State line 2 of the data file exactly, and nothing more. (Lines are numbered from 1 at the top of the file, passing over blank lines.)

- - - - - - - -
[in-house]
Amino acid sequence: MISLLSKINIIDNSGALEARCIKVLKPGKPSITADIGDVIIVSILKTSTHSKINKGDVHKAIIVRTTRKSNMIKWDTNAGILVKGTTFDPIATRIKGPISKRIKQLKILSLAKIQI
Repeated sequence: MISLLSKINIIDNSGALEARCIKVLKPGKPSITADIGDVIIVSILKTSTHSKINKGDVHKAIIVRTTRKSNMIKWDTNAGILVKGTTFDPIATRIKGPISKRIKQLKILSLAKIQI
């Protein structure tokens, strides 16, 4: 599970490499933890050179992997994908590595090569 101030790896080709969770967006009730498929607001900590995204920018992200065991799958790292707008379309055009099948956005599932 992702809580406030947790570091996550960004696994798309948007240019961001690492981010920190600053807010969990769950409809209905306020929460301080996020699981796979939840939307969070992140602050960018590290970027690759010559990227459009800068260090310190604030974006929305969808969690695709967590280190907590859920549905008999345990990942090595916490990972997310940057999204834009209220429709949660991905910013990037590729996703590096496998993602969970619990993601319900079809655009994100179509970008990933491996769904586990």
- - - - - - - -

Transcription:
Amino acid sequence: MISLLSKINIIDNSGALEARCIKVLKPGKPSITADIGDVIIVSILKTSTHSKINKGDVHKAIIVRTTRKSNMIKWDTNAGILVKGTTFDPIATRIKGPISKRIKQLKILSLAKIQI